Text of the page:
The New Innovation: How Social Media Informs Product Development

Richard Shaw
Marketing Insights
Current average rating    
5.00
Key Takeaways
  • Social media research is just one tool in a shed of techniques, but it’s powerful and has been underutilized for too long.
  • Rather than worrying about who is posting content online, it can be more useful to think about how behavior manifests itself.
  • Online content can kick-start innovation projects with a wider variety of ideas than you get from other research methods.
​​
How social media insights inform—and improve—product development

The voice wasn’t my golf coach, my young nephew or even my partner. It was that voice in my head. The one with the Texas drawl that always perks up when my brain realizes that the thing I’ve been slaving over for days, even weeks, isn’t working.

It was 2010 and I was going through the text from a new product development discussion from an online community. We’d asked consumers all the usual questions: “Tell us about the problems you have when preparing food” and “How do you get around those problems?” The answers read like a Martha Stewart Living article—one that had already been written.

The responses we received were not the insights we were looking for, and  wasn’t the only one who realized this. We had fallen into the trap of asking unreliable witnesses to comment on their own behavior. Why didn’t we tap into the insights that consumers were already creating for us every day on social media?

A small but growing number of practitioners like Annie Pettit, author of the paper “I Will Tell You What They Want, What They Really Really Want,” companies like Precise and startups like Niice have started using naturally occurring online content to inspire, inform and innovate. The work that is being conducted in this space is not social media monitoring. It’s not about counting the number of online mentions, seeing who has the most followers or forcing sentiment analysis. These are approaches that use online content to understand the world rather than measure it. This understanding can then be taken to inspire new product development.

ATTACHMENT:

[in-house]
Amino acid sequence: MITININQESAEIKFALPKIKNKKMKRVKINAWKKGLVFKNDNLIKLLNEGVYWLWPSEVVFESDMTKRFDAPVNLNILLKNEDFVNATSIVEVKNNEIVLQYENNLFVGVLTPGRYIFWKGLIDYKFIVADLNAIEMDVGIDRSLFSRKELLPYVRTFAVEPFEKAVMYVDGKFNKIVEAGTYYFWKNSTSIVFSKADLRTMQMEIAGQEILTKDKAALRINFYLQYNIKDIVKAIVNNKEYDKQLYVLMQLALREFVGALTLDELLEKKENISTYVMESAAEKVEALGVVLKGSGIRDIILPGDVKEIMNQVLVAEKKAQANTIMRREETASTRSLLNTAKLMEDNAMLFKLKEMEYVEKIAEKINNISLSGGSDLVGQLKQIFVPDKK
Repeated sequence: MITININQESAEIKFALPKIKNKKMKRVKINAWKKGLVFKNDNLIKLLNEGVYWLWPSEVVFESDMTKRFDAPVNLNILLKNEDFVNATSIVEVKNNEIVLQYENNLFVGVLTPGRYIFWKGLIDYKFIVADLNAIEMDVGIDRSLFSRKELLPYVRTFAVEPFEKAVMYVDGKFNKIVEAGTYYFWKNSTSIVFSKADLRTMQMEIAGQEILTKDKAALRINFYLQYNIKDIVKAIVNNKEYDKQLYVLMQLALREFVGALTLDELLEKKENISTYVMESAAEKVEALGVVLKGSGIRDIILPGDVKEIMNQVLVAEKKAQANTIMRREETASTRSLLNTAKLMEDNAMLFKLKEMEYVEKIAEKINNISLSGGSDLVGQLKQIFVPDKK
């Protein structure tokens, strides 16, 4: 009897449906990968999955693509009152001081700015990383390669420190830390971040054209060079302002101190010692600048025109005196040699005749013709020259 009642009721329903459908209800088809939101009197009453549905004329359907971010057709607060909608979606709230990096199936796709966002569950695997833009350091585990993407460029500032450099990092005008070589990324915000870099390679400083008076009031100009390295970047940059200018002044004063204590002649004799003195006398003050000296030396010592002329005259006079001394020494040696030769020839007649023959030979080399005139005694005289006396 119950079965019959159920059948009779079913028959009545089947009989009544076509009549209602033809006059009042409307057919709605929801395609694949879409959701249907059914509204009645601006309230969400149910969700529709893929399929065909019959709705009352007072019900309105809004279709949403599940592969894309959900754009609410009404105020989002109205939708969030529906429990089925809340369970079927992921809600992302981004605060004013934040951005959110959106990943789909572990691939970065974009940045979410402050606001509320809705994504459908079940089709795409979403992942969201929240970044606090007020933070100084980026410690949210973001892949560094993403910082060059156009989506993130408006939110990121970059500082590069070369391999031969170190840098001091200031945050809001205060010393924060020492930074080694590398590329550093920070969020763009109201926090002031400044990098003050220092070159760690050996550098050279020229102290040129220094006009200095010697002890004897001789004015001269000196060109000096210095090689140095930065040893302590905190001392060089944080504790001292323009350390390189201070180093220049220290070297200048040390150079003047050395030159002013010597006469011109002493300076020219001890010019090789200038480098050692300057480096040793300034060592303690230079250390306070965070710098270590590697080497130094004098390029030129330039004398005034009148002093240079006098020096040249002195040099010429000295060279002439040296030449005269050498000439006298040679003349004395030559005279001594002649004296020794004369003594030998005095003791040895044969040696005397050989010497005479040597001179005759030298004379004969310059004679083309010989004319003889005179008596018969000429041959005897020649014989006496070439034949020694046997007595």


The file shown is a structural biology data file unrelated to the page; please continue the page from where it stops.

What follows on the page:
If the Internet is such a great tool for innovation and insight practitioners, why is it so underutilized? Businesses have tended to focus on using social media simply for reputation monitoring, or for marketing, with a mixture of success and failure. But using social media research as a foundation for new product and communications work has suffered from a number of problems: The analysis is time-consuming, the data is noisy and the sampling is misunderstood. 

Analys​is

Businesses have steered away from using social media for innovation research because there’s so much of it. Relying solely on counts and word clouds leads you to the most common and usually most obvious product ideas. At its best, this counting is useful for incremental innovation. The alternative high-touch approach, where a researcher reads through thousands of pieces of content, is an expensive and time-consuming, if not impossible, task.​​​​

The following article is available exclusively to Members and Marketing Insights Subscribers.

     

Author Bio:

 
Richard Shaw
Richard Shaw is vice president and DigiVisionary, and a member of BrainJuicer Labs, at London-based Brainjuicer Group PLC. He can be reached at richard.shaw@brainjuicer.com.

Become a Member
Access our innovative members-only resources and tools to further your marketing practice.